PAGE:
Michael Beasley and Kevin Durant: The Tale Of Two Best Friends
“Well he was so much better than I was … after a while I wanted to get to his level, I wanted to be better than him.”
“We always competed in everything … so you know I wanted to be as good as him. And I know that sounds a little weird because he was younger than me, but I just tried to push myself to be better.”
When you read those quotes with the names in the headline, you would think that Michael Beasley was talking about Kevin Durant. However, those were the words of the Oklahoma City Thunder star, while describing how he looked up to his childhood friend during last week’s appearance on ESPN’s Highly Questionable.
I know that that’s shocking to most, but the first time I heard those words was years ago, when a YouTube video of the two leaked from an ESPN magazine shoot.
It was the summer after Durant’s rookie season and few months before Beasley’s first. Two No. 2 picks just having fun and talking basketball. People thought that the man pundits picked to surpass LeBron James was being humble, but he truly believes that he became a better player from being around Beasley.
Maybe it was because Beasley was actually a better baller who had the easygoing free spirit that Durant always longed for — the antitheses of the low self-esteem that KD described having to the Highly Questionable crew.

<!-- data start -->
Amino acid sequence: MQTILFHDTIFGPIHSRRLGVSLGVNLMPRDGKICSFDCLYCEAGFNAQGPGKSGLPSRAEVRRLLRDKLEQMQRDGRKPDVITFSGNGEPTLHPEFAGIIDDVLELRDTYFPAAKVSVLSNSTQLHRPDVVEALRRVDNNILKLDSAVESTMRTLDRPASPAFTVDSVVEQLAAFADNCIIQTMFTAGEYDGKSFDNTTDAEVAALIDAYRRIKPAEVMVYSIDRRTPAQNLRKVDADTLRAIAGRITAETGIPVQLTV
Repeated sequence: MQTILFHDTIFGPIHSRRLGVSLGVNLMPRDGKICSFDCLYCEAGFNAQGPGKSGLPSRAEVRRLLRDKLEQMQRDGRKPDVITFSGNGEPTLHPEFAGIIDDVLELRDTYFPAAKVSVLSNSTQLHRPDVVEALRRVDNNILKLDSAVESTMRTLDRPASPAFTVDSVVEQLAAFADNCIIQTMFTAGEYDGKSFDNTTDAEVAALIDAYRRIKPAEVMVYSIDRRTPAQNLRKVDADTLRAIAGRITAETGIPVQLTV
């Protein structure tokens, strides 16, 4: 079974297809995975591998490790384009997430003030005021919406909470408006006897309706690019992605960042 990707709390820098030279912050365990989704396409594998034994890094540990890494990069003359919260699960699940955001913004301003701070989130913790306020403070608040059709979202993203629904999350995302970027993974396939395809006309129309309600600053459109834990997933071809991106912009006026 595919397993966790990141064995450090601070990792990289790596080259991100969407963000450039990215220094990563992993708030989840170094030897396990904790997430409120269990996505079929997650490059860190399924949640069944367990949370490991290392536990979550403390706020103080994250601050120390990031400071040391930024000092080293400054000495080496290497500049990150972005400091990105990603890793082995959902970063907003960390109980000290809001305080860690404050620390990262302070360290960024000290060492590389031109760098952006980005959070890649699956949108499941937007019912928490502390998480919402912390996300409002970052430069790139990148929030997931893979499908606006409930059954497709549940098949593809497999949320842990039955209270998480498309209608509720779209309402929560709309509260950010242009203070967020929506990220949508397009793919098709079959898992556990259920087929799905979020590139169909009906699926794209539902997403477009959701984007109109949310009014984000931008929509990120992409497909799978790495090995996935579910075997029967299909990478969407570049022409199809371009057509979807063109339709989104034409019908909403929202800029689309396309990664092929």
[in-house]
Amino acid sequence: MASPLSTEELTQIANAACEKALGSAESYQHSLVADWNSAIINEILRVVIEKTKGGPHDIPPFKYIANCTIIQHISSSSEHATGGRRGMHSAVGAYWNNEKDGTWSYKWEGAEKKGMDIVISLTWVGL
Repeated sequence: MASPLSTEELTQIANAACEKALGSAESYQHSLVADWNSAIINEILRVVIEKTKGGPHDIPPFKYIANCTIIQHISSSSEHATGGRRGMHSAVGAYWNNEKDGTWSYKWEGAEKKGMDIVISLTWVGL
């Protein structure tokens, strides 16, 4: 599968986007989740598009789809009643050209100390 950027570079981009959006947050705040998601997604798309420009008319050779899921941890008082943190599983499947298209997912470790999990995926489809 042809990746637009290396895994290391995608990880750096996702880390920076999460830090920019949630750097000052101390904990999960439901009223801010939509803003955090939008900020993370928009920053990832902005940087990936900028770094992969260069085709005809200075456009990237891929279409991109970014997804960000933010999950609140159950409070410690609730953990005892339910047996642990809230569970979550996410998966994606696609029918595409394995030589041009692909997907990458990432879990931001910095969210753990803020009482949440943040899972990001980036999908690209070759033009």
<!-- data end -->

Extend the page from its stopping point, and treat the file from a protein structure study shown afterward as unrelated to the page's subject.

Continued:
Their basketball lives played out like a movie as the two became fast friends at the age of 11 when Beasley stole the team’s pizza after their first meeting, prompting them to be “together everyday until the 10th grade.”
And much like the movies, the shy, quiet one surpassed the guy that they all thought was better. Durant is on his quest not to be the NBA’s second best, while Beasley is struggling to get his career back. KD is still a little fresh off of losing an NBA Finals while Bease was on his third team in five years.
For what it’s worth, Durant still seemed like there was a piece of his buddy’s game that he might have been missing, and that’s the edge that he tried to add last season — the type of edge that made his D.M.V. counterpart cup a spectators face and push it during a 2011 game at New York City’s Dyckman Park.
It’s safe to say that Durant didn’t want that much bite, but he adopted enough bark to net 12 technical fouls and one ejection. If the Miami Heat are lucky, Beasley can learn from his best friend and keep all his troubles on the court. Then, maybe, he will get back to being that talent that KD wanted to be.
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